Our magic is by design, not chanceFrom the colours we use, the scales within each pattern and the placement and space between each shape, everything is designed on our consultant Orthoptist Laura’s recommendation to support your baby's visual and cognitive development.
As a result, our patterns will look different to your baby from week to week as their vision develops. This is the magic of Etta Loves and what makes us unique in the world.
Read on to learn more about how a baby’s vision develops in their first year.
At birth a baby’s retina is not fully developed and their vision is blurry
The retina is the back layer of the eye that detects light. An adult retina can distinguish many different shades of light and colour, but a newborn's retina can only detect large contrasts between light and dark, or black and white.
This is because the receptor cells which detect colour are immature and it takes time for these cells to develop and for the brain to make sense of the signals from them. This, along with their blurry vision, means it is much easier for a newborn to see very high contrast things.
Visual stimulation makes a baby’s brain develop
At birth, the nerve cells in a baby’s brain are immature and not well connected. While the baby grows, the brain receives input from all five senses, and this input causes nerve cells to multiply and form a multitude of connections with other nerve cells.
The world provides a great mix of stimulation for a baby to allow their senses to develop. However, using products that have been designed to be visually attractive to a young infant are ideal to stimulate visual interest to help the connections form between the eye and the brain.
Between 0-4 months of age babies are practising co-ordinating their eyes together, which is why you’ll often see them going cross-eyed.
The best visual stimulation for a baby’s eyes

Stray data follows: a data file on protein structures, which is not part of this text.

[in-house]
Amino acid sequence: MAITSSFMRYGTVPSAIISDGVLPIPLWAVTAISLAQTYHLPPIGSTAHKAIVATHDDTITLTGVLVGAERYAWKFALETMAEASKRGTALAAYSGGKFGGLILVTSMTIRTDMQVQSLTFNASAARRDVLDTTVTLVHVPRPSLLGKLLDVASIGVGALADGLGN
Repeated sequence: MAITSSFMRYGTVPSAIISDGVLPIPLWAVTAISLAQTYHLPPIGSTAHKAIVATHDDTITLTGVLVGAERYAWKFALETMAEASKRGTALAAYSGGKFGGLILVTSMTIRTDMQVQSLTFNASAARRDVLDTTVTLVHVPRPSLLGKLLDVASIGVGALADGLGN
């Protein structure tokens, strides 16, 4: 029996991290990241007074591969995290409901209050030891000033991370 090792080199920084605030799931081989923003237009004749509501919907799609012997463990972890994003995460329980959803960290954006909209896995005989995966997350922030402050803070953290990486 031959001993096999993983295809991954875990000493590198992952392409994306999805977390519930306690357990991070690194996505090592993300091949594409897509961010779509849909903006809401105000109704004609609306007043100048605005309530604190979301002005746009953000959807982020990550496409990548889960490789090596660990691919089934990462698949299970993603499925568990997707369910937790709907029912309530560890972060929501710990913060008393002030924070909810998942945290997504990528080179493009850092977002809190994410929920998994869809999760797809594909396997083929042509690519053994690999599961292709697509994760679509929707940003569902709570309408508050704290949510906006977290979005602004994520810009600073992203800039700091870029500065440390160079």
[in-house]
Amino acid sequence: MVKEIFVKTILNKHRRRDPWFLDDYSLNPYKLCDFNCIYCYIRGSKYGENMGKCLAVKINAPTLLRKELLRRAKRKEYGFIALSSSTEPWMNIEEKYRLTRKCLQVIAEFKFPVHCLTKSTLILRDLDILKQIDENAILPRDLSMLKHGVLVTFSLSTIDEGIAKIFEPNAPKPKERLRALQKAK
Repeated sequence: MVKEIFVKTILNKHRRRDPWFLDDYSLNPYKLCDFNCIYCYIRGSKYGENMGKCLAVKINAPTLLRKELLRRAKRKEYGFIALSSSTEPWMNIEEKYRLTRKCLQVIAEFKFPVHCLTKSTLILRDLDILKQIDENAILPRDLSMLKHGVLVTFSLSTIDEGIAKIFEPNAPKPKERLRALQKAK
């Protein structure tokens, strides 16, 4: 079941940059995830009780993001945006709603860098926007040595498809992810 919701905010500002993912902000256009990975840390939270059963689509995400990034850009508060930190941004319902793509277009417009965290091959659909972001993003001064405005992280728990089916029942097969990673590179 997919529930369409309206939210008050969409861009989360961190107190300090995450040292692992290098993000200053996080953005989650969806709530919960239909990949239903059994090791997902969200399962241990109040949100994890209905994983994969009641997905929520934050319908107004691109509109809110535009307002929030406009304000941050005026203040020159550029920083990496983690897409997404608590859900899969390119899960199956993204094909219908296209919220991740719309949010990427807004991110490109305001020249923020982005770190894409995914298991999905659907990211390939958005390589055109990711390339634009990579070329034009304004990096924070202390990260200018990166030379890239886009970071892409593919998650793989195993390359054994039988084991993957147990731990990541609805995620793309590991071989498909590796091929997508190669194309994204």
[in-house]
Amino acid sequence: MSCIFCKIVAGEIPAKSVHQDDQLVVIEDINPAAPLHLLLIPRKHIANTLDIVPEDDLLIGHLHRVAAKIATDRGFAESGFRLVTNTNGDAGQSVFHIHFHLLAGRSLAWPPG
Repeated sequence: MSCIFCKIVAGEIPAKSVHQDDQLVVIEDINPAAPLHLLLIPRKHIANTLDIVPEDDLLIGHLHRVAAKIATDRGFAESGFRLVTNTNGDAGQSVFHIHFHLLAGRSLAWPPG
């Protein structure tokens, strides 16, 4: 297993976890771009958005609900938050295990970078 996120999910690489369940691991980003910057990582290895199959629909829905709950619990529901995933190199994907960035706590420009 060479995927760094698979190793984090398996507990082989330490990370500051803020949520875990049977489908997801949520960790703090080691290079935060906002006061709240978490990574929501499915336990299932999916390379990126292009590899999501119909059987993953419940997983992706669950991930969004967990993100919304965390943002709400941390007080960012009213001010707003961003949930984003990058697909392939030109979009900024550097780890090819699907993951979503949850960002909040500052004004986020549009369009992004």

The best way you as a parent can stimulate your baby’s vision is by using things that your baby is attracted to look at. In the first few days and months of life black and white patterns are ideal for babies to look at, as the high contrast will attract their attention most easily and fascinate them.
A great side effect of this is a few moments of calm while your baby tries to process what they see, and you will love watching their fascination as they start to make sense of the world around them.
A babies’ eye colour may change several times within the first 12 months, but by their first birthday the iris should have enough pigment to determine their final eye colour.
Developing colour vision
Babies are born with the receptor cells to detect colour, but these are still immature and it takes time for these cells to develop and for the brain to make sense of the signals from them.
It is generally thought that, provided the colours are strong, by around 2 months babies will be able to tell red and green apart, and by around 4-5 months they will be able to distinguish blue and yellow.
They may not be able to detect more subtle and pastel colours such as peach and soft yellow until much later.